“I’ve experienced the highest of highs and lowest of lows. I think to really appreciate anything you have to be at both ends of the spectrum.”
I was flying from Denver to Kansas City last night and had one of those nights where nothing went my way. This is the game and nothing teaches you how to play it better than the game itself.
Over the last few years plenty has gone right for my family and firm. For that, I am plenty grateful. No matter where I want to go this morning, the best place is to get right back to where I have always been – feet on the floor, starting from the lowest of lows.
Mile High Stadium stood in Denver, Colorado from 1948 until 2001. That’s where legendary quarterback, John Elway, played his entire career. It’s also where Denver Broncos fans sustained the world’s loudest roar for 10 seconds (October 1st of 2000 with a reading of 128.74 decibels). Interestingly, the hearts and minds of Broncos fans registered loudest after John Elway was gone. I’d say that’s because the image of the man and his teams never left.
Not many players in this game of life win at the highest level in what is their last game. John Elway did. After beating the Atlanta Falcons 34–19 in Super Bowl XXXIII, Elway was voted MVP in one of this world’s biggest games. That proved to be the last game of his career. He decided his fate. No one else. That’s something I can believe in.
This morning you are waking up to a US stock market that is Miles High relative to the lowest of lows in expectations. While this game tends to oscillate between both ends of the spectrum of greed and fear, the expectation of what is coming next is really what its all about.
To understand where to go in the market or in life, you truly need to understand where you’ve been. Otherwise you will have learned nothing and will not evolve. The SP500 closed up +0.07% last night at 1197. That’s what we call a higher-high. That’s also what we call bullish, until it isn’t.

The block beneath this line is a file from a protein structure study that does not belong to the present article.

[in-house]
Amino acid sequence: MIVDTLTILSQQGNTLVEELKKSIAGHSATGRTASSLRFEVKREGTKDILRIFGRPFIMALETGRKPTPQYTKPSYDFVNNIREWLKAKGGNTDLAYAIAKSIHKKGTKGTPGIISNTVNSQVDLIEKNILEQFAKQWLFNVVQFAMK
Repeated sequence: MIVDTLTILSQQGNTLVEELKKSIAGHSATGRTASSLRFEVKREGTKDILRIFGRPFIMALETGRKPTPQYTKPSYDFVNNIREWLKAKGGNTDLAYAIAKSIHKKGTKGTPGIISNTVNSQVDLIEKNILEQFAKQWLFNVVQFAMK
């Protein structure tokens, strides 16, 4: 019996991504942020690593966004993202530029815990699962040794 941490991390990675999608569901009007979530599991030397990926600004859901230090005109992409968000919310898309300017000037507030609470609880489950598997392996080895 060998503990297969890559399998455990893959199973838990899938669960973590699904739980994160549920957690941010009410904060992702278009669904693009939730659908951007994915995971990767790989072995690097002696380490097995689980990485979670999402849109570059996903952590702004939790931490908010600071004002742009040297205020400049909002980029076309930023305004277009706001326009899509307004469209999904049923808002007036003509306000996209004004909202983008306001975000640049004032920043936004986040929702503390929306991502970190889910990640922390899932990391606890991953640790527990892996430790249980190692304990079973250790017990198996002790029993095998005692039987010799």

This morning’s Institutional Investor survey (weekly) shows one of the widest spreads between “bulls” and “bears” since 2007. After the SP500 is miles higher than most would have expected, this is what we call a contra-indicator.
Before markets correct, institutional investors get either too bullish or not bearish enough. After markets rally, institutional investors fear missing the next leg up or getting squeezed. Most great players in this life don’t wake up living in fear. They wake up with a repeatable process that they can trust, and they carry on.
On a week-over-week basis, “bulls” in the Institutional Investor survey moved from 49% to 51%, while bears remained completely depressed at 18.9%. I measure the spread between bulls and bears across multiple durations, and anytime the spread in this data set exceeds 30 points, it’s significant contrarian indicator. This morning’s spread between bulls and bears, of course, is 32 points.
The only sad parts about being on the road is missing my wife and kids and having to endure watching CNBC. While I have the manic media channel on mute, the body language of it all can make any accountable American want to leave this stadium of conflicted one-way players for good. After cheering the market right off a cliff in 2007, then calling for a Great Depression at the bottom, right before a +77.1% rally – and getting bullish up here again, after the move… well, its just sad to watch.
This morning’s ABC/Washington Post consumer confidence reading confirms that our high-low society is indeed what Americans won’t cheer for no matter what CNBC pipes into their homes. This week’s confidence reading dropped from minus 43 to minus 47. This too, is just sad. This is the new America we have created.
The US stock market may very well be Miles High relative to the fear-mongering expectations of some who never saw the crash or the recovery coming, but it never forgets. I won’t either. Today is a new day, and everything starts from this price.
My immediate term support and resistance lines for the SP500 are now 1186 and 1204, respectively.
Best of luck out there today,